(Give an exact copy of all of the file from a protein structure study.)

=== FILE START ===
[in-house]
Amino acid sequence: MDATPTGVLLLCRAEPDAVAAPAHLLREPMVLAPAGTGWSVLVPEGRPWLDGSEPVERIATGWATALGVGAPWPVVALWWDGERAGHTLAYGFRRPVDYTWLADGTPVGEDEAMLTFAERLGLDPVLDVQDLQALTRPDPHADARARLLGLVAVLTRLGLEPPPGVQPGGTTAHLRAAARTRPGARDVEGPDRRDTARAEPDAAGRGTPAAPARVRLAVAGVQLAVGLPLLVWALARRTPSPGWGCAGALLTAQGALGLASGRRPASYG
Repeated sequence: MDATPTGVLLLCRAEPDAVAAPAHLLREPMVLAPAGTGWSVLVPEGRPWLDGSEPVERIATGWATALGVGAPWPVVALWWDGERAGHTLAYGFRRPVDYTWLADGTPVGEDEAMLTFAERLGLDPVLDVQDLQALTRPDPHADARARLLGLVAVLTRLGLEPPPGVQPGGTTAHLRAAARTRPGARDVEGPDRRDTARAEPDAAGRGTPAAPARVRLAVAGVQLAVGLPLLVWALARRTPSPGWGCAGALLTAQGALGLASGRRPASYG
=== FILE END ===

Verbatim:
[in-house]
Amino acid sequence: MDATPTGVLLLCRAEPDAVAAPAHLLREPMVLAPAGTGWSVLVPEGRPWLDGSEPVERIATGWATALGVGAPWPVVALWWDGERAGHTLAYGFRRPVDYTWLADGTPVGEDEAMLTFAERLGLDPVLDVQDLQALTRPDPHADARARLLGLVAVLTRLGLEPPPGVQPGGTTAHLRAAARTRPGARDVEGPDRRDTARAEPDAAGRGTPAAPARVRLAVAGVQLAVGLPLLVWALARRTPSPGWGCAGALLTAQGALGLASGRRPASYG
Repeated sequence: MDATPTGVLLLCRAEPDAVAAPAHLLREPMVLAPAGTGWSVLVPEGRPWLDGSEPVERIATGWATALGVGAPWPVVALWWDGERAGHTLAYGFRRPVDYTWLADGTPVGEDEAMLTFAERLGLDPVLDVQDLQALTRPDPHADARARLLGLVAVLTRLGLEPPPGVQPGGTTAHLRAAARTRPGARDVEGPDRRDTARAEPDAAGRGTPAAPARVRLAVAGVQLAVGLPLLVWALARRTPSPGWGCAGALLTAQGALGLASGRRPASYG